Havfarm floated at Chinese shipyard
At the CIMC Raffles shipyard in Yantai, China the final mountings and adjustments are being made before the first Havfarm is shipped to Norway (See photo gallery below).
The Havfarms are part of Norwegian salmon farmer Nordlaks’ solution for sustainable development of the aquaculture industry.
On LinkedIn, Nordlax engineer and inspector Edi Milic, who is on site in China, writes that they are now working on the completion of the Havfarm.
3,000,000 salmon waiting
“Nordlaks, Havfarm 1, undocking and preparations of the last two diagonal girders …. one more month and it will be ready for departure for Norway. 3,000,000 happy salmon are desperately waiting,” writes Milic.
Nordlaks is one of the few companies that has been given a substantial number of development permits by Norway’s fisheries directorate, allowing it to grow more fish to offset development costs. It has been given 21 permits – equivalent to 16,380 tonnes of biomass – for its two Havfarms, one of which will be “stationary” (permanently anchored) and the other “dynamic” and designed to move between sites.
The first Havfarm, which is the stationary model, is planned to be located at a location south of Hadseløya in Hadsel municipality in Vesterålen, northern Norway.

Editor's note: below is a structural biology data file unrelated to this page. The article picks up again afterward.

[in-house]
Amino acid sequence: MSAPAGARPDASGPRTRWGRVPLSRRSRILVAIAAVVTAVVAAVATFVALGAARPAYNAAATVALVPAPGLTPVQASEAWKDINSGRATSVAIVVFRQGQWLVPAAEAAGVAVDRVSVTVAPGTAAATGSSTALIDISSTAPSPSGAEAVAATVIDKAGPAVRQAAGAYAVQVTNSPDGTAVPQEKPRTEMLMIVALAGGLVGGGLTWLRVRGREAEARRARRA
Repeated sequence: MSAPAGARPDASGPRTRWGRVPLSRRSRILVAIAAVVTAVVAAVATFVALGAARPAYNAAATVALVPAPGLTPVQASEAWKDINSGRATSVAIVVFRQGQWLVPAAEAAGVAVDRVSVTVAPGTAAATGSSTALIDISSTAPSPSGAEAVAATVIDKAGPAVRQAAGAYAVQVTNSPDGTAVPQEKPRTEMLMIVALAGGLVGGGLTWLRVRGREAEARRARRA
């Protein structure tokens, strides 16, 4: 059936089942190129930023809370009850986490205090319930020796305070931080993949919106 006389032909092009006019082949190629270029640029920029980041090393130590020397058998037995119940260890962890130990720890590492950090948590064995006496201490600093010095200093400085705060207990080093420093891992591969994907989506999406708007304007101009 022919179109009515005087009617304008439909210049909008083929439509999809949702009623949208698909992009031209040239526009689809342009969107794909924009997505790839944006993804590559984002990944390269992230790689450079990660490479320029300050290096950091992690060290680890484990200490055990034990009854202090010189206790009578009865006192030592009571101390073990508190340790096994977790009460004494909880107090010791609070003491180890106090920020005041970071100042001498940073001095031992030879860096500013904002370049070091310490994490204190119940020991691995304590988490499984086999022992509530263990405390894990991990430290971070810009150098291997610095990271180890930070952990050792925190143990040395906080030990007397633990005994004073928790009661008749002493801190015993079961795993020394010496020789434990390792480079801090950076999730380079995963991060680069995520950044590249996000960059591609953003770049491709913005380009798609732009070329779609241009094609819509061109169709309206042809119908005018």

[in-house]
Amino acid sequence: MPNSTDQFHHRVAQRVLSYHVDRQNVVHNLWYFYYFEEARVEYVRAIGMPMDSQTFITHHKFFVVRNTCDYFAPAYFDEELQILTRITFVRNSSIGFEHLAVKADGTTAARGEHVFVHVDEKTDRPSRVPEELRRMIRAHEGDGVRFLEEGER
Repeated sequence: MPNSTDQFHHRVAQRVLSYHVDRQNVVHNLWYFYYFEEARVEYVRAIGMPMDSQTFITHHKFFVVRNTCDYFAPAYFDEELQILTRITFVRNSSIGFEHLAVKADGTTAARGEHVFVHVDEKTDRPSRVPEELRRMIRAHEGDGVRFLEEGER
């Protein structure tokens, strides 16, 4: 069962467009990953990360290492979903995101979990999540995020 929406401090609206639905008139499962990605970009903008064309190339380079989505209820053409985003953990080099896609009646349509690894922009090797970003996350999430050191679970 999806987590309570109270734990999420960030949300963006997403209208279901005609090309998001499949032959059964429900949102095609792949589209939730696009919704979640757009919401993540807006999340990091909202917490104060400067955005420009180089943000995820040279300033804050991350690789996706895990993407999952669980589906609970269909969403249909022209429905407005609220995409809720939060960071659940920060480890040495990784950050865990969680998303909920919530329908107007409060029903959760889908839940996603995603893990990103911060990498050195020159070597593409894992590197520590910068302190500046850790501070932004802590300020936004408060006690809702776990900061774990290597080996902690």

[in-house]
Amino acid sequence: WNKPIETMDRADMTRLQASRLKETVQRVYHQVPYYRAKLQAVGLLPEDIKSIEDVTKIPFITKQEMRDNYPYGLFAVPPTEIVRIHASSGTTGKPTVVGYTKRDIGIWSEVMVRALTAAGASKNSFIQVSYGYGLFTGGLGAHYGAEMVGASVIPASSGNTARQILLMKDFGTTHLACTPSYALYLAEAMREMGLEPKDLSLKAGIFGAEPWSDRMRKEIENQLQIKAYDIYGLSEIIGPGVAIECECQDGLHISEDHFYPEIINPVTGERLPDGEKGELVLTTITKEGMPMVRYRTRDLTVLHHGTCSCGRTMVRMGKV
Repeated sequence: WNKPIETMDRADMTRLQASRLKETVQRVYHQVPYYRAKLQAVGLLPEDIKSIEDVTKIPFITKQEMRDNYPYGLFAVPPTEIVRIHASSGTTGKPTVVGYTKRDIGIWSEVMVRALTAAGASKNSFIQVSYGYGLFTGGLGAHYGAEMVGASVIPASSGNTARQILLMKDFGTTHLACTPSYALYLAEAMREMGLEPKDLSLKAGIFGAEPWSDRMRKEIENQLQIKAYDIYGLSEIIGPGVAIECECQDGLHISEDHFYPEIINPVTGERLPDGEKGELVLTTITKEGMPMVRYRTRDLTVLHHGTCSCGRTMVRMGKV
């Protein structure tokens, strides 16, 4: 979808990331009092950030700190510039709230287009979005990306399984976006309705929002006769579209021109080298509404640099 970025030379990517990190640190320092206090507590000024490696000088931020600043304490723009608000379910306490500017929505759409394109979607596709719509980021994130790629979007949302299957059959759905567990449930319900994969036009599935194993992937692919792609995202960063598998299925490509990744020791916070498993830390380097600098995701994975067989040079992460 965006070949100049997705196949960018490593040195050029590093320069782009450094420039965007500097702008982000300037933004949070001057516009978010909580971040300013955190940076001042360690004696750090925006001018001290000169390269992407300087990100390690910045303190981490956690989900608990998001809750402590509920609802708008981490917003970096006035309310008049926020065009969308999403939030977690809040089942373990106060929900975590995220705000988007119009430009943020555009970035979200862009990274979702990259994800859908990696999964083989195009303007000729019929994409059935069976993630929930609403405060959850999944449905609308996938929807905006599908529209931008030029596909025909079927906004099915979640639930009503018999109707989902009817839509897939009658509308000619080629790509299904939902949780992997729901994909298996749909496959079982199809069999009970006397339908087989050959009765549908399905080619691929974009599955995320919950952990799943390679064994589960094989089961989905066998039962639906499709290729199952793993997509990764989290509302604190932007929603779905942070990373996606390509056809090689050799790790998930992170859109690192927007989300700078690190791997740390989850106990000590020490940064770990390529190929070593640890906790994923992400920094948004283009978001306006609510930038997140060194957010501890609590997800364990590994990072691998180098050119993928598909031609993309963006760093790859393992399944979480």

The 385-metre long structure, named the Jostein Albert, has a capacity of 10,000 tonnes of biomass. It will be equipped with six nets of 47x47 metres, made of HDPE mixed with copper.
Swinging around the bow
The farm has an anchoring solution in the bow section, and will swing around the anchor point as determined by wind, wave and current direction. The mooring solution will depend on the location, and will be determined, among other things, by environmental loads, depth, bottom topography and composition.
The dynamic Havfarm will rely on dynamic positioning and propulsion systems to maintain position without mooring. Lighter anchoring solutions will be planned to relieve propulsion systems and reduce fuel consumption when the Havfarm is to be in the same location over time.
The dynamic Havfarm can thus be moved between areas depending on the season, weather and wind or other users’ interests.
Below: The Havfarm at Yantai. Photos: Edi Milic / LinkedIn.